Villagers in Rakita in southeastern Serbia have removed pipes installed to serve a new hydroelectric power plant on a nearby river.
The local people, who were helped by environmental activists, fear the installation could devastate fish stocks in the Rakitska river, cause wells to dry up, and deprive livestock of water.
“People are leaving the village. If there is no river, there is nothing left for them,” explained resident Djordje Jovanov.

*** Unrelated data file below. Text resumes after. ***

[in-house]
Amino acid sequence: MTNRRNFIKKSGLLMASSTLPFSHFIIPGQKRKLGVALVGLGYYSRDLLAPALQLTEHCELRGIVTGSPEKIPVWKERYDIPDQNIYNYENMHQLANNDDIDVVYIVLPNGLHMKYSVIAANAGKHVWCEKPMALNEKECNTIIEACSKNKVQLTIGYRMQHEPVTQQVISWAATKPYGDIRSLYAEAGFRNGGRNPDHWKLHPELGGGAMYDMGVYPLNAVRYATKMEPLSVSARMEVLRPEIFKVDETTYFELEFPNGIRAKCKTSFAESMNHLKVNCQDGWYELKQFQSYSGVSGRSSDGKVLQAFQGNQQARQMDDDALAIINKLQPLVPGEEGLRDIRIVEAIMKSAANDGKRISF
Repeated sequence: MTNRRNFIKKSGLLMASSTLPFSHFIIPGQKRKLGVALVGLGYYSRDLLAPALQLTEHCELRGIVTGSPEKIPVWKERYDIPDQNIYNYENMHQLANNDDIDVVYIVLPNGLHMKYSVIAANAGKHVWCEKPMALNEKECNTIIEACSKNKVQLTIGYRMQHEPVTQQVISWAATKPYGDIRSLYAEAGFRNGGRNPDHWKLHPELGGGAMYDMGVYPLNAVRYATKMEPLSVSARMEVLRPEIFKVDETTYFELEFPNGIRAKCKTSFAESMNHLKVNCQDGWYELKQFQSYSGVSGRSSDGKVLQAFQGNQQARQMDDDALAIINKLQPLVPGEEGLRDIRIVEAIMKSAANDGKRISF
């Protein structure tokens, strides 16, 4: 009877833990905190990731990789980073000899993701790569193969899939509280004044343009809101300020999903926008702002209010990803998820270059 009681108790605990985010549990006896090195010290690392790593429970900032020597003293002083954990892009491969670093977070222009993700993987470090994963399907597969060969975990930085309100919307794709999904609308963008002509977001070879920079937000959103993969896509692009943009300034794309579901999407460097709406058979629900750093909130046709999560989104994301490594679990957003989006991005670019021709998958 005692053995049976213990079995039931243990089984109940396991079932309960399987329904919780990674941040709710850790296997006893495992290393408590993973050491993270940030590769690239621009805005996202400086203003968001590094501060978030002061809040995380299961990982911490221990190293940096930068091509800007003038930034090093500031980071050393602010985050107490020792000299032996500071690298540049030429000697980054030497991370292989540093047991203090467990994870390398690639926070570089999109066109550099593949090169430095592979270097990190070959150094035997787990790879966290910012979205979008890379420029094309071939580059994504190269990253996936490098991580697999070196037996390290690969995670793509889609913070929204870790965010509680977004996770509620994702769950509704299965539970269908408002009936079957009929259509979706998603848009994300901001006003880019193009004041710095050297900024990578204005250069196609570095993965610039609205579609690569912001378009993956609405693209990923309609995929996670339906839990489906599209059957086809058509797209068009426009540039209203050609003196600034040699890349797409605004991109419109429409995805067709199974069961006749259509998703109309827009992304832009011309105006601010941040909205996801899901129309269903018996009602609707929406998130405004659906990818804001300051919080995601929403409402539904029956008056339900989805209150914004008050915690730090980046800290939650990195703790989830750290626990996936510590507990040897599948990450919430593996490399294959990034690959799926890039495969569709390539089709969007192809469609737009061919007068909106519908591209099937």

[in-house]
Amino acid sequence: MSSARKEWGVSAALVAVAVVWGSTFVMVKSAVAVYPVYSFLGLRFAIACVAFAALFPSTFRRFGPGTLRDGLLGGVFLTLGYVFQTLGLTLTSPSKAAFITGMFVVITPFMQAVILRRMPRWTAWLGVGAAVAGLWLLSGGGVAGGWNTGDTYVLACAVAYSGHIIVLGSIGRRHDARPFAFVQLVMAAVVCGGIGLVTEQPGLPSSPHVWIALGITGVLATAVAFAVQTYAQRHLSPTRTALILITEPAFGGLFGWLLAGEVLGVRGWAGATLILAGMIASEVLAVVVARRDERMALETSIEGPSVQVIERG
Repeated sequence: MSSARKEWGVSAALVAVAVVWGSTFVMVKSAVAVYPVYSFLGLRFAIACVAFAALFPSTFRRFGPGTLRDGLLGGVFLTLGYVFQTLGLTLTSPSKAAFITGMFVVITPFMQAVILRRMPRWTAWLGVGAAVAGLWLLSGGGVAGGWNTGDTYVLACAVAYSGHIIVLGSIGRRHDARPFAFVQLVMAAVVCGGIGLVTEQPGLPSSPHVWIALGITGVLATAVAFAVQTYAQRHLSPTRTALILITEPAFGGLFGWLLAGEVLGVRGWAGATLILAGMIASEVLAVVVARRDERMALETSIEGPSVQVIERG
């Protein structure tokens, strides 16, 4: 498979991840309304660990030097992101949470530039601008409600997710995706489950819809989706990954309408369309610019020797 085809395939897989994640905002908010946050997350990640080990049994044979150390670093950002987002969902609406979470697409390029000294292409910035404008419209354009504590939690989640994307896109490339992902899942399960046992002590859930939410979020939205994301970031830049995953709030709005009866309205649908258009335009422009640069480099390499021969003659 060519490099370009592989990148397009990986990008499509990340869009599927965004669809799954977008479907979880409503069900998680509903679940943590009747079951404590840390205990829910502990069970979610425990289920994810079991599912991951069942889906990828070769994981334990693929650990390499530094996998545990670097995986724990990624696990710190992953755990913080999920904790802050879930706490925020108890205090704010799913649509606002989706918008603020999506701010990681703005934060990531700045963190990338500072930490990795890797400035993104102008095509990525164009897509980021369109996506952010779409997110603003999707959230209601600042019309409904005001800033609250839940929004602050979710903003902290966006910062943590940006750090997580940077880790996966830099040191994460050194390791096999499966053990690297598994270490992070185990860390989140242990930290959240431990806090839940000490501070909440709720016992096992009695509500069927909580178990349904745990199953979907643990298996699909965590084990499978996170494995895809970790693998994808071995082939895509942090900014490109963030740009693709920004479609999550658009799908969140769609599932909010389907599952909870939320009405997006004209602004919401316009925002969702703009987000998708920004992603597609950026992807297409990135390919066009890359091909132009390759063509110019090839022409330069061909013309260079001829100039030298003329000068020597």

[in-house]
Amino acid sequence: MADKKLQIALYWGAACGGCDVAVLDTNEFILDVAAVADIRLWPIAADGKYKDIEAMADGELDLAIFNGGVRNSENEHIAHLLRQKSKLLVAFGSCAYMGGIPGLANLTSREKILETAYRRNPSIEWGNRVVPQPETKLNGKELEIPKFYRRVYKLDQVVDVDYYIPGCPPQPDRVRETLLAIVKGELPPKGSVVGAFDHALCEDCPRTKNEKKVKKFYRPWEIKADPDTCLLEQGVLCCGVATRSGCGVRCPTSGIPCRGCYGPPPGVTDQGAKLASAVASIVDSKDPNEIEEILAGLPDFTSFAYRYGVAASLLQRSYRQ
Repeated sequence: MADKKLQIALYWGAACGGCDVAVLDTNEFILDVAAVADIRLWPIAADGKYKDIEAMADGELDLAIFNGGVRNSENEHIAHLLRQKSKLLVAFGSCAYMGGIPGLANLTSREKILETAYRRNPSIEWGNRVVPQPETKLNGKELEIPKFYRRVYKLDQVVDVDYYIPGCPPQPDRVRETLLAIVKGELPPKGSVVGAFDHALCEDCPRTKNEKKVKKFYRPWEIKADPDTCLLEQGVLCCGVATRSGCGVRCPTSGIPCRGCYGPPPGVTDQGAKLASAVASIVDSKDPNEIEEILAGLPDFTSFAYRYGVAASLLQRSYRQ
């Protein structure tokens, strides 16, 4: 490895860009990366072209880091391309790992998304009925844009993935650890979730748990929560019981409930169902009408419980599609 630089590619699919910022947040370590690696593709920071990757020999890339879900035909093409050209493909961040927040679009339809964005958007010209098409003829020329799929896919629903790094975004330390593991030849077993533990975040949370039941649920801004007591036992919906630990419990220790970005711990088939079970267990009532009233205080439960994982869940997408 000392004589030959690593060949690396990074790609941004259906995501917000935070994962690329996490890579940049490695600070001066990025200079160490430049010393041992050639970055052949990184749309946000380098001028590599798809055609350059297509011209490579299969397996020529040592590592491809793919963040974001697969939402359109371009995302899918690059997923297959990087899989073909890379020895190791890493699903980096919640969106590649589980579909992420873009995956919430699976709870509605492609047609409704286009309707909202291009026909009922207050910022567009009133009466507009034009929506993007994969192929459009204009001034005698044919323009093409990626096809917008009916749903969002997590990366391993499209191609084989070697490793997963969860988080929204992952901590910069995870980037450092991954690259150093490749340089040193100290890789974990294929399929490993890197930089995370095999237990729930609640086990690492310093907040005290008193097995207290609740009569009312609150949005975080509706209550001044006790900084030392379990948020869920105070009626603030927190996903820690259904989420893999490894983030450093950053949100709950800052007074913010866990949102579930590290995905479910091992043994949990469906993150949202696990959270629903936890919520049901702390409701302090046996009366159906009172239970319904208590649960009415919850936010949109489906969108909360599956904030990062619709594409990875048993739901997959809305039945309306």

“There are people living nearby, they have cattle, they have gardens, the river means a lot to them,” added another man. “And then, some investor came and snatched the river from them. He had no right to do that.”
Around 100 small hydropower plants have been built in Serbia, according to the Environment Ministry.
The state power company offers strong incentives and commits to buying electricity generated by the plants at a price 50 percent higher than the market rate.
Supporters of the hydropower plants argue the environmental impact is well-known, but point to the far greater damage caused by coal-powered generation.
They say Serbia has to make a choice.